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Birdsfoot Trefoil as a Forage on Organic Dairy Farms Webinar by eOrganic

Join eOrganic for a webinar on Birdsfoot Trefoil as a forage on organic dairy farms with Dr. Jennifer MacAdam, Utah State University, on Thursday, May 15, 2014 at 2 PM Eastern Time (1 PM Central, 12 PM Mountain, 11 AM Pacific Time). The webinar is free and open to the public and advance registration is required. Attendees will be able to type in questions for the speaker.

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About the Webinar

The inclusion of highly digestible legumes like birdsfoot trefoil (BFT) in pasture plantings can increase the productivity of grazing livestock. Because forage legumes produce their own nitrogen, they can meet their own fertility needs. In addition, since BFT and other tannin-containing forage legumes are non-bloating, they can be planted as 50% or more of mixtures with no risk of bloat.

In this webinar, Dr. Jennifer MacAdam will describe a multiple year research project, funded by the USDA Organic Research and Extension Initiative (OREI), that is partnering with established organic dairy producers in the Mountain West to determine the impact of supplementing and/or replacing grass pasture with birdsfoot trefoil (BFT) on milk production and milk quality. The study is looking at feed nutrients from organic BFT versus grass, the effects these forages had on soil organic matter, omega-3 fatty acid concentrations in milk and cheese from BFT-fed cows, and the economic risks and benefits for organic dairies of converting grass pastures to BFT pastures.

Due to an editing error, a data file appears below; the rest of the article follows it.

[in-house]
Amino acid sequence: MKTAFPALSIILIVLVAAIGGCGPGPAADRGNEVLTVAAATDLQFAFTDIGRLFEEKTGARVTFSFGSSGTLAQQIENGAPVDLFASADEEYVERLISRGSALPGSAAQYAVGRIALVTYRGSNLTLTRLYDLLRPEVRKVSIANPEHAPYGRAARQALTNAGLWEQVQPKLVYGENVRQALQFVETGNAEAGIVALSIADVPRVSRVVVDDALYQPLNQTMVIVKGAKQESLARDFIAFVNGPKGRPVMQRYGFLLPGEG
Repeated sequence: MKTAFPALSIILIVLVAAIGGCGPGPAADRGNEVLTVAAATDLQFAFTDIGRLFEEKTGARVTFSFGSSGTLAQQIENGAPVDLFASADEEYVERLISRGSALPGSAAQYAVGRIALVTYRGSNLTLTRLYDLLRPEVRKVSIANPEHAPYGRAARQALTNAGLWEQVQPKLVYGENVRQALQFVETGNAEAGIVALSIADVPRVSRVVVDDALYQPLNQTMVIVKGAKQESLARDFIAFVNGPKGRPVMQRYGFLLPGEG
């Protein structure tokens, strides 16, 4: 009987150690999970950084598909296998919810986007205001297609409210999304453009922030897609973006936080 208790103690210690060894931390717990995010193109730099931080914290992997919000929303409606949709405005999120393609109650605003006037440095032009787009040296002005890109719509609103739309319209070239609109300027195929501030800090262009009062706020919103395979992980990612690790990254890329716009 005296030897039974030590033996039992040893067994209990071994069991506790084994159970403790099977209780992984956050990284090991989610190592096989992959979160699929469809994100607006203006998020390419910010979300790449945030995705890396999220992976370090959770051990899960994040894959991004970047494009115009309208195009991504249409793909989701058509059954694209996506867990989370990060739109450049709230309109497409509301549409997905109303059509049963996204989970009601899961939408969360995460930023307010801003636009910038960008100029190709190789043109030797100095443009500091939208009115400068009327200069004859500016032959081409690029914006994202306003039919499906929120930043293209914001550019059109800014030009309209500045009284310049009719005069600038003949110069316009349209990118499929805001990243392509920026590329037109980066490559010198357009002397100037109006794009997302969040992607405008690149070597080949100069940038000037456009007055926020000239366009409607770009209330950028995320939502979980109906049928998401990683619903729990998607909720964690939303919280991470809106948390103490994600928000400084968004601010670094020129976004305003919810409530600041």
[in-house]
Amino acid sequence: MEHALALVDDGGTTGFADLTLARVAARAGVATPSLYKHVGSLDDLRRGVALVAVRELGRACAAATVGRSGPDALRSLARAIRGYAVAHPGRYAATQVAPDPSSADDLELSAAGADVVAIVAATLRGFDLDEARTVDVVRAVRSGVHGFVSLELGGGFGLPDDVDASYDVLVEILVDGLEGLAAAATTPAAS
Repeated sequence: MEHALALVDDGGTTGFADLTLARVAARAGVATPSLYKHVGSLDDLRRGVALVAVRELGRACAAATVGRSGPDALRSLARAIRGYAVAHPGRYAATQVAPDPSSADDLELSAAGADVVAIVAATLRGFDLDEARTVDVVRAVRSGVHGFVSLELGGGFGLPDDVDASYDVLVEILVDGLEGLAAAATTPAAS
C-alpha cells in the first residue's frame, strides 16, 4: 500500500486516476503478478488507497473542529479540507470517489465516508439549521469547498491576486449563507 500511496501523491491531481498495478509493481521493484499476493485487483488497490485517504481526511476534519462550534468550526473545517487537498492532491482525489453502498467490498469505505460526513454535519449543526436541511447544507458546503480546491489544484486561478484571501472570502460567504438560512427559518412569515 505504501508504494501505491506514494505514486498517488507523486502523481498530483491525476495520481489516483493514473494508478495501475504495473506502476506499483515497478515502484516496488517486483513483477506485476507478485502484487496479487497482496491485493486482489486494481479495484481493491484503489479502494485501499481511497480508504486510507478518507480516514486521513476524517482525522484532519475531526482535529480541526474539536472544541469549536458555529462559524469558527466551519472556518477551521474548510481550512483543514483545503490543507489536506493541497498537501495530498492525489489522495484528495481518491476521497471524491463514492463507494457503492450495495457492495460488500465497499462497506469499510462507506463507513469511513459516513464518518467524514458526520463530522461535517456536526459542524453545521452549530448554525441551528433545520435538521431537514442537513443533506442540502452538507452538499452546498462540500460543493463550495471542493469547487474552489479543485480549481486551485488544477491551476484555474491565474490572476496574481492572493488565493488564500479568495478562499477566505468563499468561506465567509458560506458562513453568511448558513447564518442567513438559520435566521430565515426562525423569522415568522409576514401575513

About the Presenter

Dr. Jennifer MacAdam is a Forage Plant Physiologist at the Utah State University. She has been on the faculty at Utah State since 1991, where she teaches courses on plant physiology and anatomy. Her research has centered on management of seeded, irrigated pastures for livestock production, plant responses to salinity and drought stress, and the growth and development of grass forages.

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This technology is supported in part by New Technologies for Agriculture Extension grant no. 2020-41595-30123 from the USDA National Institute of Food and Agriculture and membership funding. Any opinions, findings, conclusions, or recommendations expressed in the content are those of the author(s) and do not necessarily reflect the view of the U.S. Department of Agriculture. For more information, please visit You can view the terms of useat

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